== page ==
Citation. Petrovich v. Share Health Plan, 188 Ill. 2d 17, 719 N.E.2d 756, 241 Ill. Dec. 627, 23 Employee Benefits Cas. (BNA) 1769 (Ill. Sept. 30, 1999).
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Brief Fact Summary.
Plaintiff died from tongue cancer. She alleged that Dr. Kowalski, and thus her HMO, Share Health Plan of Illinois, Inc. (Defendant) under the theory of vicarious liability, was negligent and tardy in diagnosing her aliment. However, her doctor is not an employee of Defendant, but rather an independent contractor.
Synopsis of Rule of Law.
As a general rule, no vicarious liability exists for the actions of independent contractors. Vicarious liability may nevertheless be imposed for the actions of independent contractors when an agency relationship is established under either the doctrine of apparent authority, or the doctrine of implied authority.
Plaintiff alleged that her treating doctor, Dr. Kowalski and her HMO, Defendant, were responsible for the negligent and tardy diagnosis of her tongue cancer. Plaintiff died during trial. Defendant did not employ Dr. Kowalski but operated as “a financing entity that arranges and pays for health care by contracting with independent medical groups and doctors.” Doctors in Defendant’s network are required to complete an application and meet with Defendant’s approval. Doctors were compensated on a per patient basis. Defendant maintained its quality assurance program. Plaintiff’s handbook does not mention that Dr. Kowalski is an independent contractor but instead refers to him as “your Share physician.” Defendant’s primary care physicians are required to approve patients’ medical requests and make referrals to specialists. Dr. Kowalski did not feel constrained by Defendant in making medicinal decisions. Plaintiff believed that Dr. Kowalski was an employee of Defendant.
Is Defendant vicariously liable for the negligence of its independent-contractor physicians?
Yes. Plaintiff is entitled to a trial to determine whether or not Defendant is vicariously liable under the doctrine of apparent and/or under the doctrine of implied authority.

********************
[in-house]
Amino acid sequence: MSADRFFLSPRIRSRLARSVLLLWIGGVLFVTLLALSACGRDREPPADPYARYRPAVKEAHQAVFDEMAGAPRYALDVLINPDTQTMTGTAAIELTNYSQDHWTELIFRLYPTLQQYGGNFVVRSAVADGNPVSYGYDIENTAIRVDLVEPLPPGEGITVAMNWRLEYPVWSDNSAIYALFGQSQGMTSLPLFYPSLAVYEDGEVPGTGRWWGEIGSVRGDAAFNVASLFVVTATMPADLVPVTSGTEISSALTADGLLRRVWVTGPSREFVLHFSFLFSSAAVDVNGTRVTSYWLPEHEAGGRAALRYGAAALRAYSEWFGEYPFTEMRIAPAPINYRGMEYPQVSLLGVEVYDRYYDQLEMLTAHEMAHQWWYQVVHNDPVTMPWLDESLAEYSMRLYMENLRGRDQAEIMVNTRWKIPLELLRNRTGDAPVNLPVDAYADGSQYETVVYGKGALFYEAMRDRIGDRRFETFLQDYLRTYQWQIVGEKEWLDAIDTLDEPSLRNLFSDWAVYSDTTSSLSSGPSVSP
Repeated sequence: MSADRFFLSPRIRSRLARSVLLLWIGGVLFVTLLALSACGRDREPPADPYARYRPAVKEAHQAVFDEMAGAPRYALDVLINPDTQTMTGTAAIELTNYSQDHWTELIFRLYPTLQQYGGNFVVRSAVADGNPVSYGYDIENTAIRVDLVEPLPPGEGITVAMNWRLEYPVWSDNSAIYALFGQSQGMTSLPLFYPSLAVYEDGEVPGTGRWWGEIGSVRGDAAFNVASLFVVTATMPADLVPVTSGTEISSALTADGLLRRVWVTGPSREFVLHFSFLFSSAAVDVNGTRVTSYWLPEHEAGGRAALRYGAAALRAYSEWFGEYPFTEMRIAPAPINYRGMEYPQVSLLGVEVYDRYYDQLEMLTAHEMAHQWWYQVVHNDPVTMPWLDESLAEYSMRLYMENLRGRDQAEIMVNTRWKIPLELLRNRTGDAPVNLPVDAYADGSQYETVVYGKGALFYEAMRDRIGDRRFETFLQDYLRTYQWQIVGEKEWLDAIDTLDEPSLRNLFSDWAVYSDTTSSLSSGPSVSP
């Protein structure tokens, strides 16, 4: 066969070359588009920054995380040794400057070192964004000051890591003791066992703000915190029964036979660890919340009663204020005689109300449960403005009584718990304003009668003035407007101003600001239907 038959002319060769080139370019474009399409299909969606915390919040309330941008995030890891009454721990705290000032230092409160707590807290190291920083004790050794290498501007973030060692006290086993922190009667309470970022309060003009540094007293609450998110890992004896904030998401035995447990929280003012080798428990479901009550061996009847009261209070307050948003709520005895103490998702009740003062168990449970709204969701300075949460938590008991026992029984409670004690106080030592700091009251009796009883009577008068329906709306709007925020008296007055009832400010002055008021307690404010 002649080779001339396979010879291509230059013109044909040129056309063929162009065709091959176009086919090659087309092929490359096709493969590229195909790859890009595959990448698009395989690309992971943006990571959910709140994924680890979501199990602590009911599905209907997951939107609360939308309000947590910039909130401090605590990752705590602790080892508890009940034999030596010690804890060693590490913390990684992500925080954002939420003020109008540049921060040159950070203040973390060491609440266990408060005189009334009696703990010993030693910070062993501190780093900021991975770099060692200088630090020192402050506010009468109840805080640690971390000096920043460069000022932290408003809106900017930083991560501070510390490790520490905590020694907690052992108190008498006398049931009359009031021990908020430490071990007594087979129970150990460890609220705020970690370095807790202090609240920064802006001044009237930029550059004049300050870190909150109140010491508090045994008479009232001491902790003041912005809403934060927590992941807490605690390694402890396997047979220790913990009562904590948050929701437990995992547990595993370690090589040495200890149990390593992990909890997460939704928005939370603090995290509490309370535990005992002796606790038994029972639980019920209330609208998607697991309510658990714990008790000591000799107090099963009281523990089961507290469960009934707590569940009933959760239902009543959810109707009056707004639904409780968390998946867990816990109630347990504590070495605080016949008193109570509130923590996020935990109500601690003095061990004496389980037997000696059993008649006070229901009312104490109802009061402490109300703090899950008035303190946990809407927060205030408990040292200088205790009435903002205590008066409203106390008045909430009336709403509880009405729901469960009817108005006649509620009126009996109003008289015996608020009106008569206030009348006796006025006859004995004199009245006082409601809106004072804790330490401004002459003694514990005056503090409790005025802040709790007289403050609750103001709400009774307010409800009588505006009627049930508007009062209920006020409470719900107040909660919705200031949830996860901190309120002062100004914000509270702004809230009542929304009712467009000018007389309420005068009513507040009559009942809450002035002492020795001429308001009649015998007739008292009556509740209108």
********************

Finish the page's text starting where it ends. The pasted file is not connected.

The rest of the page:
* HMO accountability is essential to counterbalance the HMO goal of cost-containment. To the extent that HMOs are profit-making entities, accountability is also needed to counter-balance the inherent drive to achieve a larger and ever-increasing profit margin.
* As a general rule, no vicarious liability exists for the actions of independent contractors. Vicarious liability may nevertheless be imposed for the actions of independent contractors when an agency relationship is established under either the doctrine of apparent authority, or the doctrine of implied authority.
* Under the doctrine of apparent authority, a principle will be bound not only by the authority that is actually give to another, but also by the authority it appears to give. When the principle creates the appearance of authority, a court will not hear the principal’s denials of agency.
* To establish apparent authority against an HMO for physician malpractice, the patient must prove: (1) that the HMO held itself out as the provider for health care, without informing the patient that the care is given by independent contractors; and (2) that the patient justifiably relied upon the conduct of the HMO by looking to the HMO to provide health care services, rather than a specific physician. Apparent authority is a question of fact, and thus an appropriate determination to be made by a jury.
* Plaintiff must also prove the element of “justifiable reliance” to establish apparent authority against an HMO for physician malpractice. This means that the patient acted in reliance upon the conduct of the HMO, consistent with ordinary care and prudence. When a person selects the HMO and does not rely upon a specific physician, then that person is relying upon the HMO to provide health care. A person is also relying on an HMO when, as in Plaintiff’s case, she has no choice but to enroll with a single HMO and does not rely on a specific physician. In this case, Plaintiff did not select Defendant as her HMO. Plaintiff’s employer selected Defendant. Plaintiff then selected Dr. Kowalski from a list of physicians that Defendant provided her. There is a reasonable inference that Plaintiff relied upon HMO to provide her health care services.
* The cardinal consideration for determining the existence of implied authority is whether the alleged agent retains the right to control the manner of doing the work. When an HMO effectively controls a physician’s exercise of medical judgment, there is implied authority. In this case, Plaintiff argues that the facts and circumstances show that Defendant exerted sufficient control over Doctor so as to negate their status as independent contractors. The facts and circumstances presented are properly left to a jury to determine the issue of implied authority.
In its opinion, the court makes clear that the label of “independent contractor” does not always shield an HMO from medical malpractice under the theory of vicarious liability. An HMO may be held vicariously liable for the negligence of its independent-contractor physicians under both the doctrines of apparent authority and implied auth